But, for DeBitetto, “the real risk is the old model, where we had our hands wrapped around the worst part of the business. Our view is that even if a show doesn’t get renewed, it’s still possible to recoup the deficit internationally. Besides, the real risk is that we create shows that make $100m for someone else. A critical part of building an international business is being able to sync it up as much as possible around content. Just imagine if we make the next Walking Dead but don’t control it outside of a US licence.”

In a perfect, friction-free world, A+E Studios would make great scripted shows for A+E, History and Lifetime in the US and then pass them over to the distribution division to sell around the globe (ideally to the international arms of A+E’s own channels). But in reality the market is much more complex.

UnREAL

UnREAL
UnREAL is the first show that sees A+E Studios in complete control. Inspired by Sarah Gertrude Shapiro’s short film Sequin Raze, the series is set against the backdrop of a hit dating competition show, whose young producer manipulates contestants to get dramatic and outrageous footage. The programme is produced by A+E Studios and Frank & Bob Films II, with Marti Noxon (Girlfriends’ Guide to Divorce, Grey’s Anatomy) as co-creator and executive producer. Distributed by A+E Networks, the show is airing on Lifetime US and has already been picked up by a number of networks including TF1 in France and Antena 3 in Spain.

The first tier of complexity involves A+E’s US networks, which need to be able to buy drama from multiple sources: “Our CEO is clear that content ownership must be a key tentpole of this business. But the people running our networks need to be free to do business with other suppliers. For us, a quid pro quo of this is that A+E Studios should be able to sell content to third parties. If content ownership is a good and profitable business, then there’s no reason why we shouldn’t be selling our shows to other networks and the SVoD platforms. I could see us partnering on a show with Netflix.”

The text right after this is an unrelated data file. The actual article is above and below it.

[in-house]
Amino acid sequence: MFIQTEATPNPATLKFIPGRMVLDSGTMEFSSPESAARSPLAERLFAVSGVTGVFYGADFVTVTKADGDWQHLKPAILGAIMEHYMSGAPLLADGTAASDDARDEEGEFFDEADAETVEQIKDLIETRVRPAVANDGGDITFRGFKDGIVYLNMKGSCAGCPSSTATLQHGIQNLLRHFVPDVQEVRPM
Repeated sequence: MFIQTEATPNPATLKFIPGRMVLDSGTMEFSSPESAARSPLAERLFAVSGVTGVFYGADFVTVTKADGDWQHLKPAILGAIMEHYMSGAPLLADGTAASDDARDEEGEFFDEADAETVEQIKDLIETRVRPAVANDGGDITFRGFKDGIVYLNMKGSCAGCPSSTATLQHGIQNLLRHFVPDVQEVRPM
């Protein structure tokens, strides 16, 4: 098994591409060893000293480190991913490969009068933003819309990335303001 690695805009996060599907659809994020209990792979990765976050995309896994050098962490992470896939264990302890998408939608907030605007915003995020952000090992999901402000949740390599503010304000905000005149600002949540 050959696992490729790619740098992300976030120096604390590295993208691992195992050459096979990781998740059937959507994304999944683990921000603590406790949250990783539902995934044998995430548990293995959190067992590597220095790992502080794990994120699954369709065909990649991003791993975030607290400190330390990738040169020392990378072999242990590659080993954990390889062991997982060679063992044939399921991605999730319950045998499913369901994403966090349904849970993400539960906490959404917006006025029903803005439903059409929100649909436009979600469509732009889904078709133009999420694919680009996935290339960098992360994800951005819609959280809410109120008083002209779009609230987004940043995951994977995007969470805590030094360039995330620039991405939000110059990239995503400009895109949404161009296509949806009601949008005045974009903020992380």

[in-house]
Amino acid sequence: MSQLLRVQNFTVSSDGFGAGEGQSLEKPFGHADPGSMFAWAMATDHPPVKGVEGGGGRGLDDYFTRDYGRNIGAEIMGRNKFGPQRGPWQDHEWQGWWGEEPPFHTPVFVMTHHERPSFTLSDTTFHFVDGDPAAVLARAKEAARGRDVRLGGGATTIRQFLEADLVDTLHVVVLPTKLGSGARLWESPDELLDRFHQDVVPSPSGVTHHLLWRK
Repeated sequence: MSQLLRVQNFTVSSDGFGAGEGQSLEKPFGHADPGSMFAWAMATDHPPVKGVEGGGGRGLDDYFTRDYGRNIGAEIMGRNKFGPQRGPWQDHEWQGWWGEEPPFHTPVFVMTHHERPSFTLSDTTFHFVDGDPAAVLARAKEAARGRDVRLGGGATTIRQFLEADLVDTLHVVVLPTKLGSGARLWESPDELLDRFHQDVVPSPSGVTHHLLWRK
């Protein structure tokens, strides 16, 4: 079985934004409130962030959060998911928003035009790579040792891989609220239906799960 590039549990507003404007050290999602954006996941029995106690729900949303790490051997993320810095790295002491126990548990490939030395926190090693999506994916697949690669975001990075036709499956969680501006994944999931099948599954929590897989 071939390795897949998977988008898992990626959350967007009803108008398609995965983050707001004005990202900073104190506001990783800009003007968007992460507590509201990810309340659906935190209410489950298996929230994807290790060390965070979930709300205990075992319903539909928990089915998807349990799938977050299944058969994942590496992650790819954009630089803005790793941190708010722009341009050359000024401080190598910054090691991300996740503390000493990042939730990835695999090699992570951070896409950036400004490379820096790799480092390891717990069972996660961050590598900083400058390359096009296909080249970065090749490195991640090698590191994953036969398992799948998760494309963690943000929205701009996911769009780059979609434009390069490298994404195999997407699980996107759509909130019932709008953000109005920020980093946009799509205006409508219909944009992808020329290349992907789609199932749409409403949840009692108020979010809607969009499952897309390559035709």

Another issue is what A+E Studios should do when another company already has its hands on a property that it wants to participate in. A case in point is The Returned, whose first season concluded last month on A+E in the US. “FremantleMedia were very smart and managed to get hold of the format rights to the show,” says DeBitetto. “We were interested in the show and took the creative lead, but that had to be set up as a coproduction where we shared the risk and the rights with them.”

DeBitetto has actually been doing quite a lot of sharing since launching his studio: “The first project we got involved with was Houdini, which was pretty much fully developed when we stepped in. So in that case we were involved as a co-financer. Then there was Texas Rising. In that case, ITV got involved when they acquired the show’s producer (Thinkfactory).

“Clearly, I’d like to move towards a model where we fully own shows. But sometimes it doesn’t work out like that, particularly when you are starting up a studio. I see our future slate as being a mix of partnerships and wholly owned shows, but with the wholly owned shows taking a bigger percentage.”

houdini_chained1_080

Houdini
This four-hour miniseries from Gerald W. Abrams aired on A+E’s History in 2014. Written by Nicholas Meyer (Star Trek), Houdini starred Oscar-winning actor Adrien Brody (The Pianist) as the famed illusionist and escape artist Harry Houdini. A Lionsgate/A+E Studios coproduction, the show debuted on History to 3.7 million viewers, making it one of the network’s strongest scripted shows ever. Houdini was distributed internationally by Lionsgate and sold to networks including Seven in Australia.

Probably the biggest deciding factor in whether A+E Studios thrives will be the quality of talent it attracts. DeBitetto is aware of this and has started signing up showrunners on development deals. “We’ve done deals with Michael Hirst and Carlton Cuse. What we like about these two is that they are both phenomenal talents who have produced great shows for A+E’s networks (Vikings and Bates Motel). We’d rather be in business with creatives where we know the chemistry works.”